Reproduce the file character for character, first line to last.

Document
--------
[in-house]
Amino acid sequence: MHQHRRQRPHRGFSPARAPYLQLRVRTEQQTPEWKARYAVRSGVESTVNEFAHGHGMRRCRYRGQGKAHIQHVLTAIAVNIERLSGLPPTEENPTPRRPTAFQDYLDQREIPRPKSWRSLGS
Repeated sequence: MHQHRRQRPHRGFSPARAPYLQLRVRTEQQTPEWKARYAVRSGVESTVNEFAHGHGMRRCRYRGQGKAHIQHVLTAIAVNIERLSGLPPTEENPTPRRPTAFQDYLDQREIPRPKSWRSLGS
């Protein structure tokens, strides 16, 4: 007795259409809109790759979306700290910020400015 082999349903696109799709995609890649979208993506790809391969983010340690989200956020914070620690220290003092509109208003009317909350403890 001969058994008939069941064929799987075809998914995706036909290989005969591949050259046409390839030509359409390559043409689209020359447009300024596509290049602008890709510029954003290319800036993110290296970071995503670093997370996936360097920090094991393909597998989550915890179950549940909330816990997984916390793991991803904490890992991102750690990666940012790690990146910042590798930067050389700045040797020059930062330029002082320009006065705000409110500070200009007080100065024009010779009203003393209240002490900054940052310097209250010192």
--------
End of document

[in-house]
Amino acid sequence: MHQHRRQRPHRGFSPARAPYLQLRVRTEQQTPEWKARYAVRSGVESTVNEFAHGHGMRRCRYRGQGKAHIQHVLTAIAVNIERLSGLPPTEENPTPRRPTAFQDYLDQREIPRPKSWRSLGS
Repeated sequence: MHQHRRQRPHRGFSPARAPYLQLRVRTEQQTPEWKARYAVRSGVESTVNEFAHGHGMRRCRYRGQGKAHIQHVLTAIAVNIERLSGLPPTEENPTPRRPTAFQDYLDQREIPRPKSWRSLGS
């Protein structure tokens, strides 16, 4: 007795259409809109790759979306700290910020400015 082999349903696109799709995609890649979208993506790809391969983010340690989200956020914070620690220290003092509109208003009317909350403890 001969058994008939069941064929799987075809998914995706036909290989005969591949050259046409390839030509359409390559043409689209020359447009300024596509290049602008890709510029954003290319800036993110290296970071995503670093997370996936360097920090094991393909597998989550915890179950549940909330816990997984916390793991991803904490890992991102750690990666940012790690990146910042590798930067050389700045040797020059930062330029002082320009006065705000409110500070200009007080100065024009010779009203003393209240002490900054940052310097209250010192």